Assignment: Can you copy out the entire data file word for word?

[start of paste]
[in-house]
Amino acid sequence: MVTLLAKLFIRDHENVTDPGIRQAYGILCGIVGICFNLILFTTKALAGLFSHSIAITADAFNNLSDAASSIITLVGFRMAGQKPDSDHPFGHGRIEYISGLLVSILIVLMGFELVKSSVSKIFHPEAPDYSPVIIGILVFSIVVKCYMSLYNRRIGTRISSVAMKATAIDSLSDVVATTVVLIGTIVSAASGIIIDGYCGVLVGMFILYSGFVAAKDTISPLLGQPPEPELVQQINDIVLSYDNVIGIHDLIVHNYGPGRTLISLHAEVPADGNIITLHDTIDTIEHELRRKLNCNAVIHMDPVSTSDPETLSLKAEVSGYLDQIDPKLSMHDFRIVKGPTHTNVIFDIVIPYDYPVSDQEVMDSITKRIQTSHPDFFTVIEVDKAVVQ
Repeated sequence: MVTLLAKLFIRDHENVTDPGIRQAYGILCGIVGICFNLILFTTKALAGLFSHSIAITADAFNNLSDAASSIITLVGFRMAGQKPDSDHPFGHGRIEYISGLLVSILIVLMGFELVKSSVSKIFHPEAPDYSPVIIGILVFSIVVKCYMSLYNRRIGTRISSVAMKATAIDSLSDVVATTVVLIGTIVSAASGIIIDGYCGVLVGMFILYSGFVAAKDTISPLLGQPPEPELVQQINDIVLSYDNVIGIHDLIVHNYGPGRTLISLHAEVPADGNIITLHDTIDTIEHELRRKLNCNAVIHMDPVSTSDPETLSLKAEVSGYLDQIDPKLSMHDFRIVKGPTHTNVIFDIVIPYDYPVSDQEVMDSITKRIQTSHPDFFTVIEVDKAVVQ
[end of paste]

[in-house]
Amino acid sequence: MVTLLAKLFIRDHENVTDPGIRQAYGILCGIVGICFNLILFTTKALAGLFSHSIAITADAFNNLSDAASSIITLVGFRMAGQKPDSDHPFGHGRIEYISGLLVSILIVLMGFELVKSSVSKIFHPEAPDYSPVIIGILVFSIVVKCYMSLYNRRIGTRISSVAMKATAIDSLSDVVATTVVLIGTIVSAASGIIIDGYCGVLVGMFILYSGFVAAKDTISPLLGQPPEPELVQQINDIVLSYDNVIGIHDLIVHNYGPGRTLISLHAEVPADGNIITLHDTIDTIEHELRRKLNCNAVIHMDPVSTSDPETLSLKAEVSGYLDQIDPKLSMHDFRIVKGPTHTNVIFDIVIPYDYPVSDQEVMDSITKRIQTSHPDFFTVIEVDKAVVQ
Repeated sequence: MVTLLAKLFIRDHENVTDPGIRQAYGILCGIVGICFNLILFTTKALAGLFSHSIAITADAFNNLSDAASSIITLVGFRMAGQKPDSDHPFGHGRIEYISGLLVSILIVLMGFELVKSSVSKIFHPEAPDYSPVIIGILVFSIVVKCYMSLYNRRIGTRISSVAMKATAIDSLSDVVATTVVLIGTIVSAASGIIIDGYCGVLVGMFILYSGFVAAKDTISPLLGQPPEPELVQQINDIVLSYDNVIGIHDLIVHNYGPGRTLISLHAEVPADGNIITLHDTIDTIEHELRRKLNCNAVIHMDPVSTSDPETLSLKAEVSGYLDQIDPKLSMHDFRIVKGPTHTNVIFDIVIPYDYPVSDQEVMDSITKRIQTSHPDFFTVIEVDKAVVQ